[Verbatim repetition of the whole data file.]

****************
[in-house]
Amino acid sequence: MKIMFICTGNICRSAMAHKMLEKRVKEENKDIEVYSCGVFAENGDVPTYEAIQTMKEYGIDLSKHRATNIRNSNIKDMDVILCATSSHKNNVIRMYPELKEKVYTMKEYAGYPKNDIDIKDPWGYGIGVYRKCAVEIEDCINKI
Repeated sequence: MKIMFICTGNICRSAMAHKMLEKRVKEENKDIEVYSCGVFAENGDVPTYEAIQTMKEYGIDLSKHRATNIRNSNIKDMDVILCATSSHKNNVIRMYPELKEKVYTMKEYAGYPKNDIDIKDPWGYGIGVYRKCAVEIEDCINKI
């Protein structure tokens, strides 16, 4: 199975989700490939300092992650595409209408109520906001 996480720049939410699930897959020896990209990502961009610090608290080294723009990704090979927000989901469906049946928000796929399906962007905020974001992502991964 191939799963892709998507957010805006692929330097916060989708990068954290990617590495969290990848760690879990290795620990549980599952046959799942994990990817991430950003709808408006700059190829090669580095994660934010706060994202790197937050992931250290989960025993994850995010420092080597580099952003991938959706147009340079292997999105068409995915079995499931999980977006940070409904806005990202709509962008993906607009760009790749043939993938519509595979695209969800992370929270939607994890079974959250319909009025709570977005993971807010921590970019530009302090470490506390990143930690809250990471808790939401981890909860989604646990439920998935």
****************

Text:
[in-house]
Amino acid sequence: MKIMFICTGNICRSAMAHKMLEKRVKEENKDIEVYSCGVFAENGDVPTYEAIQTMKEYGIDLSKHRATNIRNSNIKDMDVILCATSSHKNNVIRMYPELKEKVYTMKEYAGYPKNDIDIKDPWGYGIGVYRKCAVEIEDCINKI
Repeated sequence: MKIMFICTGNICRSAMAHKMLEKRVKEENKDIEVYSCGVFAENGDVPTYEAIQTMKEYGIDLSKHRATNIRNSNIKDMDVILCATSSHKNNVIRMYPELKEKVYTMKEYAGYPKNDIDIKDPWGYGIGVYRKCAVEIEDCINKI
């Protein structure tokens, strides 16, 4: 199975989700490939300092992650595409209408109520906001 996480720049939410699930897959020896990209990502961009610090608290080294723009990704090979927000989901469906049946928000796929399906962007905020974001992502991964 191939799963892709998507957010805006692929330097916060989708990068954290990617590495969290990848760690879990290795620990549980599952046959799942994990990817991430950003709808408006700059190829090669580095994660934010706060994202790197937050992931250290989960025993994850995010420092080597580099952003991938959706147009340079292997999105068409995915079995499931999980977006940070409904806005990202709509962008993906607009760009790749043939993938519509595979695209969800992370929270939607994890079974959250319909009025709570977005993971807010921590970019530009302090470490506390990143930690809250990471808790939401981890909860989604646990439920998935």